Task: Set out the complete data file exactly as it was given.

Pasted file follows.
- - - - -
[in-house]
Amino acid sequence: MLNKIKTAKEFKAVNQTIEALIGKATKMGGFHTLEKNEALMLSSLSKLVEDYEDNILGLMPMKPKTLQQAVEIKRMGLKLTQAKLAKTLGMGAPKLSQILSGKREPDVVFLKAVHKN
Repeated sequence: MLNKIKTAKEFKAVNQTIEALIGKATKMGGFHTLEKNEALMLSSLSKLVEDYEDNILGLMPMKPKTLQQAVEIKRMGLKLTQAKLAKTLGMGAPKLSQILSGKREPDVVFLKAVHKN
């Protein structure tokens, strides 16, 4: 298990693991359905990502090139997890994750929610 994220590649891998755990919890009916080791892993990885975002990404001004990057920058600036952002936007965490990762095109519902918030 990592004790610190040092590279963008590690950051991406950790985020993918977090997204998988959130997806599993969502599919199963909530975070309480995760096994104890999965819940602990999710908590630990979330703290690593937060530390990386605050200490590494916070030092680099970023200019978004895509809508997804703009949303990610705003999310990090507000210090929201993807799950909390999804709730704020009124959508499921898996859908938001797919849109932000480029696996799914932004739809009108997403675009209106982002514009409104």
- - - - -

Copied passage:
[in-house]
Amino acid sequence: MLNKIKTAKEFKAVNQTIEALIGKATKMGGFHTLEKNEALMLSSLSKLVEDYEDNILGLMPMKPKTLQQAVEIKRMGLKLTQAKLAKTLGMGAPKLSQILSGKREPDVVFLKAVHKN
Repeated sequence: MLNKIKTAKEFKAVNQTIEALIGKATKMGGFHTLEKNEALMLSSLSKLVEDYEDNILGLMPMKPKTLQQAVEIKRMGLKLTQAKLAKTLGMGAPKLSQILSGKREPDVVFLKAVHKN
């Protein structure tokens, strides 16, 4: 298990693991359905990502090139997890994750929610 994220590649891998755990919890009916080791892993990885975002990404001004990057920058600036952002936007965490990762095109519902918030 990592004790610190040092590279963008590690950051991406950790985020993918977090997204998988959130997806599993969502599919199963909530975070309480995760096994104890999965819940602990999710908590630990979330703290690593937060530390990386605050200490590494916070030092680099970023200019978004895509809508997804703009949303990610705003999310990090507000210090929201993807799950909390999804709730704020009124959508499921898996859908938001797919849109932000480029696996799914932004739809009108997403675009209106982002514009409104």